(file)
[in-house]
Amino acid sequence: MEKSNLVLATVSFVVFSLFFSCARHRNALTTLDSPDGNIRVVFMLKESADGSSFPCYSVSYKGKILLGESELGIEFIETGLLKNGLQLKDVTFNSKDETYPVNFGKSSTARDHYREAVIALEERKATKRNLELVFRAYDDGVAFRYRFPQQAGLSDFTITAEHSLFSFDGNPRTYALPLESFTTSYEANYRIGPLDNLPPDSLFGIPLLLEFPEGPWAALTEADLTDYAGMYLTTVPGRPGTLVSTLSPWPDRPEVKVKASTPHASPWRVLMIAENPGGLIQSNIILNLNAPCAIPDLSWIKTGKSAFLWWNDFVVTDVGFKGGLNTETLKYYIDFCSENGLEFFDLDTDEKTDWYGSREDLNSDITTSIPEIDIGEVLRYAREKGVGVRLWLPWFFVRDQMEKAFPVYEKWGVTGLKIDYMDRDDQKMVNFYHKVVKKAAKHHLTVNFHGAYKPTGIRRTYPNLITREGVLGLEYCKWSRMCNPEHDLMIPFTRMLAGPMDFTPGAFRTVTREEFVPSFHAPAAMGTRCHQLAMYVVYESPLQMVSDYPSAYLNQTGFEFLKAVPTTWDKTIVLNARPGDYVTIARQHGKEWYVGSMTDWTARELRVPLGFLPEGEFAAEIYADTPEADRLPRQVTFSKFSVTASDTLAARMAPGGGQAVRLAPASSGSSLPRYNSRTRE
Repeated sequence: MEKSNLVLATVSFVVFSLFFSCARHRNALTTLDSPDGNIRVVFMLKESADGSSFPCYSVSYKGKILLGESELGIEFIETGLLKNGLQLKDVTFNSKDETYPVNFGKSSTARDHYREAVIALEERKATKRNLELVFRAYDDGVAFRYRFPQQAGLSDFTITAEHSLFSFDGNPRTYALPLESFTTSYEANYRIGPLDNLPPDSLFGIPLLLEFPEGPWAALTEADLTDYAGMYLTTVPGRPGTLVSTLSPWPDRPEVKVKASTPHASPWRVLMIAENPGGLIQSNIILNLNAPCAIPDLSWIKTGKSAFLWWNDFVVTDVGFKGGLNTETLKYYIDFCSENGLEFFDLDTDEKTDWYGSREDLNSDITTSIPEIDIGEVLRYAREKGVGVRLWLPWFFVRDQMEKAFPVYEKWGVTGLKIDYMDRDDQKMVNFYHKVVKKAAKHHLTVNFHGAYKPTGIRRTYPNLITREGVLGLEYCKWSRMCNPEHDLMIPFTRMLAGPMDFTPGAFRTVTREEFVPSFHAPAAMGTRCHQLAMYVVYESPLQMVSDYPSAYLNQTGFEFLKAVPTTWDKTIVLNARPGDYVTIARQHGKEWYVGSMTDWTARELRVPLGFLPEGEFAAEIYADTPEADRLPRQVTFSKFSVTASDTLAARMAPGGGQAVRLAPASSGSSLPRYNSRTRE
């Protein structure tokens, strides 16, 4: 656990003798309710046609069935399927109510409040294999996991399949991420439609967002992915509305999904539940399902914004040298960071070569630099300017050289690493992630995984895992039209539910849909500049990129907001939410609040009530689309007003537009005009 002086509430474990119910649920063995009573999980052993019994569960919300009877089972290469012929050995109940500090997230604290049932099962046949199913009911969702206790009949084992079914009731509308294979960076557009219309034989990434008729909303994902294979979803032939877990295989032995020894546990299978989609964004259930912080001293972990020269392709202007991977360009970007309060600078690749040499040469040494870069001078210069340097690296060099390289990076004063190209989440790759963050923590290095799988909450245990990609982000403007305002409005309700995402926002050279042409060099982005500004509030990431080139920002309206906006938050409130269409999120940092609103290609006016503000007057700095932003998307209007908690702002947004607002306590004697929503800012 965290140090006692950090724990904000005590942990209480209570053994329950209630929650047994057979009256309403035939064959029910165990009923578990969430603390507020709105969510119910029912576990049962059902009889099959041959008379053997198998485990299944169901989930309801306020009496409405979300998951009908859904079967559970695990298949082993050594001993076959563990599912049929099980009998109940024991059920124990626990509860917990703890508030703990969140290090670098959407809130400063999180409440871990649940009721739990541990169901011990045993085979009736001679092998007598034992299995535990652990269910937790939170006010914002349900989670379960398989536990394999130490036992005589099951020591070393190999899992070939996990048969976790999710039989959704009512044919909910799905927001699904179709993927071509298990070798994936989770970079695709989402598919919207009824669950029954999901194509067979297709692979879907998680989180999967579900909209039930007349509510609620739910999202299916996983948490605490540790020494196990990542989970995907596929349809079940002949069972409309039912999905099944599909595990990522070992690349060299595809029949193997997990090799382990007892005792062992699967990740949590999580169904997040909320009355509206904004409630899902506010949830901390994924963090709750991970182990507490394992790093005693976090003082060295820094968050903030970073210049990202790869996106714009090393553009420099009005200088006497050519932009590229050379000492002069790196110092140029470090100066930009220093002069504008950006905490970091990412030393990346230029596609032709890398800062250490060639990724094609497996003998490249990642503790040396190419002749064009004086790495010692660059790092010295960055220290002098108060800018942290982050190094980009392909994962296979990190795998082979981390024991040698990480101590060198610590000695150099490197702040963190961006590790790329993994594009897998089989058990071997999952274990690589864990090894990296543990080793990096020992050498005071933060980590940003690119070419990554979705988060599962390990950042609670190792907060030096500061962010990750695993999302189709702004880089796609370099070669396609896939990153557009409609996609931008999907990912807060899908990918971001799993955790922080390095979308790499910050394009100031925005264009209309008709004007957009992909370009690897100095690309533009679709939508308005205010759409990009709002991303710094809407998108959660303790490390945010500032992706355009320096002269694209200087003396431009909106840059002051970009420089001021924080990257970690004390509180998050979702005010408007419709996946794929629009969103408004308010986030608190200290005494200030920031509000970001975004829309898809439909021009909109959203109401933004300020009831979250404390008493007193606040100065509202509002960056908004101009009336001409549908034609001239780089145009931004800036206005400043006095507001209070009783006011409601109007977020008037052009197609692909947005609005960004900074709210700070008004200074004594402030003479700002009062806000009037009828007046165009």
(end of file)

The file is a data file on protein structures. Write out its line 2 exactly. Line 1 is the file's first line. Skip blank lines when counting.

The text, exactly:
Amino acid sequence: MEKSNLVLATVSFVVFSLFFSCARHRNALTTLDSPDGNIRVVFMLKESADGSSFPCYSVSYKGKILLGESELGIEFIETGLLKNGLQLKDVTFNSKDETYPVNFGKSSTARDHYREAVIALEERKATKRNLELVFRAYDDGVAFRYRFPQQAGLSDFTITAEHSLFSFDGNPRTYALPLESFTTSYEANYRIGPLDNLPPDSLFGIPLLLEFPEGPWAALTEADLTDYAGMYLTTVPGRPGTLVSTLSPWPDRPEVKVKASTPHASPWRVLMIAENPGGLIQSNIILNLNAPCAIPDLSWIKTGKSAFLWWNDFVVTDVGFKGGLNTETLKYYIDFCSENGLEFFDLDTDEKTDWYGSREDLNSDITTSIPEIDIGEVLRYAREKGVGVRLWLPWFFVRDQMEKAFPVYEKWGVTGLKIDYMDRDDQKMVNFYHKVVKKAAKHHLTVNFHGAYKPTGIRRTYPNLITREGVLGLEYCKWSRMCNPEHDLMIPFTRMLAGPMDFTPGAFRTVTREEFVPSFHAPAAMGTRCHQLAMYVVYESPLQMVSDYPSAYLNQTGFEFLKAVPTTWDKTIVLNARPGDYVTIARQHGKEWYVGSMTDWTARELRVPLGFLPEGEFAAEIYADTPEADRLPRQVTFSKFSVTASDTLAARMAPGGGQAVRLAPASSGSSLPRYNSRTRE